1. Do I need to ask people for their time/attention?

If you are able to go ahead with a project which involves human subjects, this does not necessarily mean you should. Ask yourself if you really need to create a new dataset or whether there is existing material which can be used to answer your questions. Charities and community organisations often have their own data archives – by far the most common research request made by our Associate Member organisations is for a student to conduct analysis on a pre-existing dataset they have not yet had time to work with. If you are not working with an organisation there are a number of public data archives, including the Mass Observation Archive which is housed at Sussex University. There are also web-based sources of personal narrative which are public, such as blogs, vlogs or Tumblrs (although since these are not research archives you should ask authors for permission before studying them). There are also interesting projects which can be conducted through content/discourse analysis of policy documents and media sources, which can give greater breadth of perspective than the small number of interviews it would be feasible to conduct for an MA study.

Think hard about whether you need new data, before you consider asking people to provide it. If you are doing a research project at the request of a community organisation and they are keen for you to work with human subjects, explore with them ways in which your participants could be remunerated for their contribution (but with no sense of obligation). We have a small budget in Gender Studies to support you with this, as long as there is a good case for the research.

  1. How will I look after my participants?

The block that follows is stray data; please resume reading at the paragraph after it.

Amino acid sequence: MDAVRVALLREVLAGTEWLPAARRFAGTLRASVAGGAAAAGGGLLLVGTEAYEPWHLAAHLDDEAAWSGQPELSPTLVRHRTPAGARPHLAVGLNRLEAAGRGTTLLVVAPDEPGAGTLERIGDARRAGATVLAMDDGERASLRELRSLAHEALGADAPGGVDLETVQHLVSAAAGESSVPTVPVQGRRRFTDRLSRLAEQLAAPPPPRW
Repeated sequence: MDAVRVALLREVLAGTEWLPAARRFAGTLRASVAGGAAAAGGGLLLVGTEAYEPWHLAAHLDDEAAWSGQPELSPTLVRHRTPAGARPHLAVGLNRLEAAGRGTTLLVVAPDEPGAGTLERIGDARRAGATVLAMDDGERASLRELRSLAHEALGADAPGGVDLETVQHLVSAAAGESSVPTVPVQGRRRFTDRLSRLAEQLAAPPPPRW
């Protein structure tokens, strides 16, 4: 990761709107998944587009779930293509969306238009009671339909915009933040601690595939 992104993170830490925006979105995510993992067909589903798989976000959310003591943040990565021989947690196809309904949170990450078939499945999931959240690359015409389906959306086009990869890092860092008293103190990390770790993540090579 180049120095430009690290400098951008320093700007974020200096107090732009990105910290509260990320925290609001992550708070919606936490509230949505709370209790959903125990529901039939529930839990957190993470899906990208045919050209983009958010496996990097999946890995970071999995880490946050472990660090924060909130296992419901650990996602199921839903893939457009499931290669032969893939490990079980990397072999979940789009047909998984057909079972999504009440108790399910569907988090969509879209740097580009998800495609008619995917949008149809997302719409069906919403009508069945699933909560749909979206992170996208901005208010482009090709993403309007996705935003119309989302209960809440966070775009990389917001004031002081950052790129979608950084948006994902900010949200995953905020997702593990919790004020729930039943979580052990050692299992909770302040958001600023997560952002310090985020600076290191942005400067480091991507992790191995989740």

Research ethics are important to any project, but particularly one which involves a researcher with more privilege working with participants with less. Ensure that you develop a rigorous framework around anonymity and confidentiality, and (most importantly) that this is communicated to your participants effectively and in appropriate terms. Be aware that if you are not an ‘insider’ you may not fully appreciate the risks posed by participating in your research, so design your ethics framework and research instruments in collaboration with the community organisation or charity you are working with. The university has comprehensive ethics guidance and pro-forma documentation available online, and you should work closely with your supervisor to ensure that you have designed your research in as ethical a manner as possible. You should also be aware that this is the bare minimum in terms of actually conducting research in an ethical way – ethics is a process which requires you to constantly reflect and (most importantly) listen. If you have not read any feminist literature on research ethics, remedy that before you even think about recruiting participants.